Using a gross simplification, the main difference is size.
You need to be aware of the definitions for project, program, and portfolio. From the PMBOK:
Project: A project is a temporary endeavor undertaken to create a unique product, service, or result.
Program: A program is a group of related projects, subsidiary programs, and
program activities ...
Due to the nature of most Agile development, the details of a given piece of functionality can change over time (in fact, if this isn't true, you aren't very agile). Therefor, what is on a given card in your backlog is just a description of that point in time, making it ill-suited for long-term documentation. Further, documenting too much in cards can lead ...
I have successfully kept the "issues" in Jira and then used Confluence for the type of documents that you are mentioning. My recommendation would be to keep your documents in a more appropriate system, for instance Confluence.
Sure any kind of documentation system would do. Both Jira and Confluence are from the same provider, Atlassian.
Consider representing Risks (not the same as Opportunities) in a dashboard.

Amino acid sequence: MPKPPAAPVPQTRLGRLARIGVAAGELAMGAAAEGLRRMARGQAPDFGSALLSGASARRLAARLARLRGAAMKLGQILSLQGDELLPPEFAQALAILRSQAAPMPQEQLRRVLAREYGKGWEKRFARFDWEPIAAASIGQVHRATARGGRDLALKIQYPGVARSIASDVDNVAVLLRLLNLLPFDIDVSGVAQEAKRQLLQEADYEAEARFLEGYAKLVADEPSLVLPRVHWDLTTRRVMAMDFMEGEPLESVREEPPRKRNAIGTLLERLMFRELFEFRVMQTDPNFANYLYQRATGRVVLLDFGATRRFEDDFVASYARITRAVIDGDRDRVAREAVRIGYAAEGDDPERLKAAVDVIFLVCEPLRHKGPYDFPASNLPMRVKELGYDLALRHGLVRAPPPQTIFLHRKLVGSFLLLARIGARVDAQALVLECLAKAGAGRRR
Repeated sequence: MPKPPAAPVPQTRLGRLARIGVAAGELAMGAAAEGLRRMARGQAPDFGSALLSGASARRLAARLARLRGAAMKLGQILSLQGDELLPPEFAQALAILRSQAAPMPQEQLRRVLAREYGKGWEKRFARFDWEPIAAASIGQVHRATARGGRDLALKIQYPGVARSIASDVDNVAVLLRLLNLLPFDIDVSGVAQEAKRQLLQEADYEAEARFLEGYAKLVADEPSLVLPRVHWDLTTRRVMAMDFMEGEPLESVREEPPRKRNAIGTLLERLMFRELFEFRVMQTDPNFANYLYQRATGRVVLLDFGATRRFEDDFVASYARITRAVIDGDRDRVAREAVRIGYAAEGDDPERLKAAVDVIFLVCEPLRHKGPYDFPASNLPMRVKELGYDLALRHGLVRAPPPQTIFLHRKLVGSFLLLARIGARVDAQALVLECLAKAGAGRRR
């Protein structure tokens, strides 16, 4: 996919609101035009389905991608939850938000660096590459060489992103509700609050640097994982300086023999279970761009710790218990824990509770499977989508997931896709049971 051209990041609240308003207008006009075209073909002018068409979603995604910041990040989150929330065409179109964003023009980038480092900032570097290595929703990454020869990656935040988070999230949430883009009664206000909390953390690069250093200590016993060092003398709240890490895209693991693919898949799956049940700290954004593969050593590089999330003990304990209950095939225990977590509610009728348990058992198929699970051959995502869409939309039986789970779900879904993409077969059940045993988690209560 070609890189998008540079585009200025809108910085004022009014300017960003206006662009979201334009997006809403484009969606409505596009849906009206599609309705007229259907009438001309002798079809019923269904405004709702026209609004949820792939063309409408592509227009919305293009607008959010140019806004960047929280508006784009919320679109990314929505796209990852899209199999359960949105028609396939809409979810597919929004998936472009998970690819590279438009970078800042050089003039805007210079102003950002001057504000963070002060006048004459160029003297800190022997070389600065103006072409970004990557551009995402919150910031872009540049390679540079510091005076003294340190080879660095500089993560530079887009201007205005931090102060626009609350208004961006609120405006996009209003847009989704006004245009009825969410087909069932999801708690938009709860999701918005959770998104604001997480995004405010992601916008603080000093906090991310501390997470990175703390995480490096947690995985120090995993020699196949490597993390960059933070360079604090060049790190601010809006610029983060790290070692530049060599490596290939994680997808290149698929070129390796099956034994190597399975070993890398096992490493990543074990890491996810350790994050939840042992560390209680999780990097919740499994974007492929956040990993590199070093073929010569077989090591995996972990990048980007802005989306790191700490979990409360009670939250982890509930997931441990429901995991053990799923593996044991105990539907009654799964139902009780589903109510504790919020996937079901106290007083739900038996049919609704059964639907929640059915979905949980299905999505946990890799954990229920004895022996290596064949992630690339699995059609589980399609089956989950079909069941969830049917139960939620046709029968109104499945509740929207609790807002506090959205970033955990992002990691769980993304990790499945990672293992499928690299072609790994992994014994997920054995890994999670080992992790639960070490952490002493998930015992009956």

Start with familiarizing with the four states requiring action.
See the sample dashboard, presented as an example for a Risk (one of the four states in a project), and refer to the risk matrix graphic.
Action vs. Action Item - What's the difference?
What is an ...
A research spike is intended to reduce the cone of uncertainty for future work. It is not intended to deliver shippable increments of anything. Treating the output of a spike as anything other than input to story planning/refinement is a Scrum implementation smell.
Time-Box Your Spikes
As an empirical control framework, Scrum is heavily reliant on ...
There are a few different ways to approach this kind of problem. Since this question is tagged Scrum, I'll focus on Scrum as it's defined in the Scrum Guide, but with other lean and agile approaches.
Scrum already accounts for research - it's called "Product Backlog Refinement". The Scrum Guide recommends that the Development Team allocate approximately 10% ...
The purpose of the limited timebox is to force the team to break down larger items into smaller ones. 2 weeks is a long time for research. I usually look for research tasks to be measured in hours, not days, let alone weeks. You may need to consider exactly what it is you are researching. Some common ways to approach this include:
In pure research, what ...